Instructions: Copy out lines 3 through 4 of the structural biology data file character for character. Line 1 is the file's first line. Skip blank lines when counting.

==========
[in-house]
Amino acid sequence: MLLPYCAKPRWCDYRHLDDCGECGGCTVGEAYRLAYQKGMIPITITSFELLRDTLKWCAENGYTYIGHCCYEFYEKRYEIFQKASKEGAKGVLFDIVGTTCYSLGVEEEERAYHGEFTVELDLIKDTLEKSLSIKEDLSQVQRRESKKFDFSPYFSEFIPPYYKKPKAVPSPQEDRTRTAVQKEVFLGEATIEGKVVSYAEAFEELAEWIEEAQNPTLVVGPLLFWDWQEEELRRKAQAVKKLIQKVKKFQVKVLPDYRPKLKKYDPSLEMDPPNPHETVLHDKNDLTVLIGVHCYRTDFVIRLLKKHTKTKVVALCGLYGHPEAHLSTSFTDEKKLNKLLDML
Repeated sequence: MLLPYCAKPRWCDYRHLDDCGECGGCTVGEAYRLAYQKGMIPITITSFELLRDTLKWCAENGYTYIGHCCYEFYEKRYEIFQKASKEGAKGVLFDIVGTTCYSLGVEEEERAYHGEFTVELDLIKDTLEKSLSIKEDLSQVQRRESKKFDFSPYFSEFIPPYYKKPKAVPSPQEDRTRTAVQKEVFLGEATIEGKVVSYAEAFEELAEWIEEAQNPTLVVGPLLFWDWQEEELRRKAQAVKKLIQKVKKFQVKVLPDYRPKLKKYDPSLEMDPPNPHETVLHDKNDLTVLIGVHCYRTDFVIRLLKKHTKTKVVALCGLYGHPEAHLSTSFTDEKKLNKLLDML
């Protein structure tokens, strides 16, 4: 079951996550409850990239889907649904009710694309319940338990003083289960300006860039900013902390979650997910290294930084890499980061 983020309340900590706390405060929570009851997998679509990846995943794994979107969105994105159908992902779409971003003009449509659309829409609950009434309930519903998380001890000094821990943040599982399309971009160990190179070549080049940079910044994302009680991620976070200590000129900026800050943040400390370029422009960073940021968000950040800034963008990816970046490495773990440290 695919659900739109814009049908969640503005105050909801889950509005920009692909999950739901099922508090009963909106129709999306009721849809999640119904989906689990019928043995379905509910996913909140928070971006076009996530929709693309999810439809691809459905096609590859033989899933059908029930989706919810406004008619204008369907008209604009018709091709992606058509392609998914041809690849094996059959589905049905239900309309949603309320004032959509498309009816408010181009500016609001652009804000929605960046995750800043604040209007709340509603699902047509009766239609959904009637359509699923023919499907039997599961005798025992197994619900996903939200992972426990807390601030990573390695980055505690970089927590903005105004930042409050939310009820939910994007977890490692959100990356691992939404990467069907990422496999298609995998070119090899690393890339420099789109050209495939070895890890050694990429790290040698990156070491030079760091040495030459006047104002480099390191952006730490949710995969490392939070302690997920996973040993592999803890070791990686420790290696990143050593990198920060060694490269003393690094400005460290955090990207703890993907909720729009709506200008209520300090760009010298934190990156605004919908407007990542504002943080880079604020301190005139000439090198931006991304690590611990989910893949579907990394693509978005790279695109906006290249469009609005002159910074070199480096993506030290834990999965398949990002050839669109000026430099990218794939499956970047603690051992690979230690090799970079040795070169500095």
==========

Repeated sequence: MLLPYCAKPRWCDYRHLDDCGECGGCTVGEAYRLAYQKGMIPITITSFELLRDTLKWCAENGYTYIGHCCYEFYEKRYEIFQKASKEGAKGVLFDIVGTTCYSLGVEEEERAYHGEFTVELDLIKDTLEKSLSIKEDLSQVQRRESKKFDFSPYFSEFIPPYYKKPKAVPSPQEDRTRTAVQKEVFLGEATIEGKVVSYAEAFEELAEWIEEAQNPTLVVGPLLFWDWQEEELRRKAQAVKKLIQKVKKFQVKVLPDYRPKLKKYDPSLEMDPPNPHETVLHDKNDLTVLIGVHCYRTDFVIRLLKKHTKTKVVALCGLYGHPEAHLSTSFTDEKKLNKLLDML
């Protein structure tokens, strides 16, 4: 079951996550409850990239889907649904009710694309319940338990003083289960300006860039900013902390979650997910290294930084890499980061 983020309340900590706390405060929570009851997998679509990846995943794994979107969105994105159908992902779409971003003009449509659309829409609950009434309930519903998380001890000094821990943040599982399309971009160990190179070549080049940079910044994302009680991620976070200590000129900026800050943040400390370029422009960073940021968000950040800034963008990816970046490495773990440290 695919659900739109814009049908969640503005105050909801889950509005920009692909999950739901099922508090009963909106129709999306009721849809999640119904989906689990019928043995379905509910996913909140928070971006076009996530929709693309999810439809691809459905096609590859033989899933059908029930989706919810406004008619204008369907008209604009018709091709992606058509392609998914041809690849094996059959589905049905239900309309949603309320004032959509498309009816408010181009500016609001652009804000929605960046995750800043604040209007709340509603699902047509009766239609959904009637359509699923023919499907039997599961005798025992197994619900996903939200992972426990807390601030990573390695980055505690970089927590903005105004930042409050939310009820939910994007977890490692959100990356691992939404990467069907990422496999298609995998070119090899690393890339420099789109050209495939070895890890050694990429790290040698990156070491030079760091040495030459006047104002480099390191952006730490949710995969490392939070302690997920996973040993592999803890070791990686420790290696990143050593990198920060060694490269003393690094400005460290955090990207703890993907909720729009709506200008209520300090760009010298934190990156605004919908407007990542504002943080880079604020301190005139000439090198931006991304690590611990989910893949579907990394693509978005790279695109906006290249469009609005002159910074070199480096993506030290834990999965398949990002050839669109000026430099990218794939499956970047603690051992690979230690090799970079040795070169500095």